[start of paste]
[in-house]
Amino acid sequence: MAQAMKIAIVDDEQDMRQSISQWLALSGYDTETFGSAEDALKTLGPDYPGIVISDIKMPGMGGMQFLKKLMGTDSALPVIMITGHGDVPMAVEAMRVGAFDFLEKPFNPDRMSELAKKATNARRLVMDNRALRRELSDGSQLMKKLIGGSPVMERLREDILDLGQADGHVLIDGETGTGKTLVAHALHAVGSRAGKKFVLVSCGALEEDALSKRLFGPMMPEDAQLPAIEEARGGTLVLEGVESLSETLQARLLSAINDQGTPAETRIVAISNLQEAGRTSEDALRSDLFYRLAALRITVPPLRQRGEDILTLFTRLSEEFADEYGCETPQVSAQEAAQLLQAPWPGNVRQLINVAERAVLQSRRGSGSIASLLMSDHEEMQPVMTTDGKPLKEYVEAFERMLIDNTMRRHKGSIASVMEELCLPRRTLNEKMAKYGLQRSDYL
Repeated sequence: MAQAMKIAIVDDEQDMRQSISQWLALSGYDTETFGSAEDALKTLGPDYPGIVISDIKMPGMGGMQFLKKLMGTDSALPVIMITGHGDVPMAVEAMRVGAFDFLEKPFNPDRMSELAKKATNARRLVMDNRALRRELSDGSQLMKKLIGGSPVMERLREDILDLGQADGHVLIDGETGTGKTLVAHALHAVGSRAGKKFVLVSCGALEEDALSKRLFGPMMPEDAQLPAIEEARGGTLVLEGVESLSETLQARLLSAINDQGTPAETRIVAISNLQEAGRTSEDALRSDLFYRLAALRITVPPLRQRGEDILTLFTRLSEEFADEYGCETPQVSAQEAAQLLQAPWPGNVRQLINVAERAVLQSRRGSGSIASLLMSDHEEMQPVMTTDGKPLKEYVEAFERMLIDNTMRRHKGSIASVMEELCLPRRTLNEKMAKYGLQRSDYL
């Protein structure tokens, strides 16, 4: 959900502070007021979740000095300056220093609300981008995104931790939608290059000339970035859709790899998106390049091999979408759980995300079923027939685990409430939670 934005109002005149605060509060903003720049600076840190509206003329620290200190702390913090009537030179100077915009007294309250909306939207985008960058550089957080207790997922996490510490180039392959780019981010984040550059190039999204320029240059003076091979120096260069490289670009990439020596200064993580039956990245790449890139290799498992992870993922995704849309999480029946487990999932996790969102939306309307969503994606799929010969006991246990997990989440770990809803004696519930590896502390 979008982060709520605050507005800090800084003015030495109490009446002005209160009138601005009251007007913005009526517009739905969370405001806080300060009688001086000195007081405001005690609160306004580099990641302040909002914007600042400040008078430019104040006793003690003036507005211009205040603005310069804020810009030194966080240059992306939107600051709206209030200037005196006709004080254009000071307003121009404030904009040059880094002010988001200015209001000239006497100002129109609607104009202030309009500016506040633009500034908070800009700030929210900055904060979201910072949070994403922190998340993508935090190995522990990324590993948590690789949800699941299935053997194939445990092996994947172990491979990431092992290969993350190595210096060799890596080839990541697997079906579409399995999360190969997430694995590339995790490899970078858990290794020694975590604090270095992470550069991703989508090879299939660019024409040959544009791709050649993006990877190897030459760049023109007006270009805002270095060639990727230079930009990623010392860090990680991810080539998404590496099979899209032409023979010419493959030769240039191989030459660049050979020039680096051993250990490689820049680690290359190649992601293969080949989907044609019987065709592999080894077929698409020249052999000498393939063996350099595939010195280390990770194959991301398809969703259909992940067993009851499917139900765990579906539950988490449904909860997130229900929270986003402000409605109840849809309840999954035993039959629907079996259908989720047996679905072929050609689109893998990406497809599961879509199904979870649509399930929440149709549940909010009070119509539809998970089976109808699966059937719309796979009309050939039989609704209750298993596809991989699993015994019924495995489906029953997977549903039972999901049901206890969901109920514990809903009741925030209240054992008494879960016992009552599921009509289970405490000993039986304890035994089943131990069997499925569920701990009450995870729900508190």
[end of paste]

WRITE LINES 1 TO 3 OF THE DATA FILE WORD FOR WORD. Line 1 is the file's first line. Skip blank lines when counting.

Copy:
[in-house]
Amino acid sequence: MAQAMKIAIVDDEQDMRQSISQWLALSGYDTETFGSAEDALKTLGPDYPGIVISDIKMPGMGGMQFLKKLMGTDSALPVIMITGHGDVPMAVEAMRVGAFDFLEKPFNPDRMSELAKKATNARRLVMDNRALRRELSDGSQLMKKLIGGSPVMERLREDILDLGQADGHVLIDGETGTGKTLVAHALHAVGSRAGKKFVLVSCGALEEDALSKRLFGPMMPEDAQLPAIEEARGGTLVLEGVESLSETLQARLLSAINDQGTPAETRIVAISNLQEAGRTSEDALRSDLFYRLAALRITVPPLRQRGEDILTLFTRLSEEFADEYGCETPQVSAQEAAQLLQAPWPGNVRQLINVAERAVLQSRRGSGSIASLLMSDHEEMQPVMTTDGKPLKEYVEAFERMLIDNTMRRHKGSIASVMEELCLPRRTLNEKMAKYGLQRSDYL
Repeated sequence: MAQAMKIAIVDDEQDMRQSISQWLALSGYDTETFGSAEDALKTLGPDYPGIVISDIKMPGMGGMQFLKKLMGTDSALPVIMITGHGDVPMAVEAMRVGAFDFLEKPFNPDRMSELAKKATNARRLVMDNRALRRELSDGSQLMKKLIGGSPVMERLREDILDLGQADGHVLIDGETGTGKTLVAHALHAVGSRAGKKFVLVSCGALEEDALSKRLFGPMMPEDAQLPAIEEARGGTLVLEGVESLSETLQARLLSAINDQGTPAETRIVAISNLQEAGRTSEDALRSDLFYRLAALRITVPPLRQRGEDILTLFTRLSEEFADEYGCETPQVSAQEAAQLLQAPWPGNVRQLINVAERAVLQSRRGSGSIASLLMSDHEEMQPVMTTDGKPLKEYVEAFERMLIDNTMRRHKGSIASVMEELCLPRRTLNEKMAKYGLQRSDYL